Title: RNA Interference-Mediated Inhibition of NOGO and NOGO Receptor Gene Expression Using Short Interfering RNA
Filed: July 26, 2002
Inventor: James McSwiggen, Sirna Therapeutics
The invention "concerns methods and reagents useful in modulating gene expression in a variety of applications, including use in therapeutic, diagnostic, target validation, and genomic discovery applications associated with Alzheimer's disease," the patent application's abstract states. "Specifically, the invention relates to small interfering RNA molecules capable of mediating RNA interference against NOGO and NOGO receptor polypeptide and polynucleotide targets."
Title: Complex for Facilitating Delivery of dsRNA into a Cell and Uses Thereof
Filed: Feb. 25, 2005
Lead Inventor: Carol Troy, Columbia University College of Physicians and Surgeons
According to the patent application's abstract, the invention "provides a membrane-permeable complex for facilitating the delivery of a double-stranded ribonucleic acid molecule into a cell. Specifically, the invention provides a membrane-permeable complex that comprises a double-stranded ribonucleic acid molecule, such as a small interfering RNA, a cell-penetrating peptide, and a covalent bond linking the double-stranded ribonucleic acid to the cell-penetrating peptide. Also provided are methods of using the membrane-permeable complex of the present invention to deliver the double-stranded ribonucleic acid molecule to a cell or to inhibit expression of a gene product by a cell," the abstract states.
Title: Compositions and Methods that Modulate RNA Interference
Filed: April 14, 2005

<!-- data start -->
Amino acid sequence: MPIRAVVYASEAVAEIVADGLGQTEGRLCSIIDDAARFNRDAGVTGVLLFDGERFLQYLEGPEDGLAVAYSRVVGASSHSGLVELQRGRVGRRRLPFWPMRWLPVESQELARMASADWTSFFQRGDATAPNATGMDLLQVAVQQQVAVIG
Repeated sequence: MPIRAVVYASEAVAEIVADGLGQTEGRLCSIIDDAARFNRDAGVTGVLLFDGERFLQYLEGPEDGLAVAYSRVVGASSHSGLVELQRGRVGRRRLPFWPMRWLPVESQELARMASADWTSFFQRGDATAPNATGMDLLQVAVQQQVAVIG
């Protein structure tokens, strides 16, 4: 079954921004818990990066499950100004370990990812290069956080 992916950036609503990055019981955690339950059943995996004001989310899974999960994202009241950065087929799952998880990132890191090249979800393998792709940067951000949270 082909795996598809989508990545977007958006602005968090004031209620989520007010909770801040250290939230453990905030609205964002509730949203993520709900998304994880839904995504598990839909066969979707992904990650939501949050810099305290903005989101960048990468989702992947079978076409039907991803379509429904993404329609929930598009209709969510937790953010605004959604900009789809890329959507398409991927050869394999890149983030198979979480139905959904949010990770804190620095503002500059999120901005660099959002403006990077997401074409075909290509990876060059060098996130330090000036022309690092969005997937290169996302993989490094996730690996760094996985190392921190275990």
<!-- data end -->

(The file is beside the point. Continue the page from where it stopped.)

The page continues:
Lead Inventor: Gary Ruvkun, Harvard University
"The invention features compositions useful in modulating RNA interference in a wide variety of cell types for the treatment of virtually any disease or disorder related to the over-expression of a gene or genes, as well as methods of identifying and using such compositions," the patent application's abstract states.
Title: RNA Interference-Mediated Inhibition of Retinoblastoma Gene Expression Using Short Interfering Nucleic Acid
Filed: Feb. 15, 2005
Lead Inventor: Angela Christiano, Columbia University (Sirna Therapeutics)
The invention "relates to compounds, compositions, and methods useful for modulating retinoblastoma (RB1) gene expression using short interfering nucleic acid molecules," the patent application's abstract states. "This invention also relates to compounds, compositions, and methods useful for modulating the expression and activity of other genes involved in pathways of retinoblastoma gene expression and/or activity by RNA interference using small nucleic acid molecules. In particular, the … invention features small nucleic acid molecules … and methods used to modulate the expression of retinoblastoma genes. Such small nucleic acid molecules are useful, for example, for treating, preventing, inhibiting, or reducing hearing loss, deafness, tinnitus, motion and balance disorders, cancer and proliferative diseases and any other disease, condition, trait or indication that can respond to the level of retinoblastoma in a cell or tissue, alone or in combination with other treatments or therapies," the abstract states.
Title: Oligo- or Polynucleotides
Filed: Jan. 28, 2005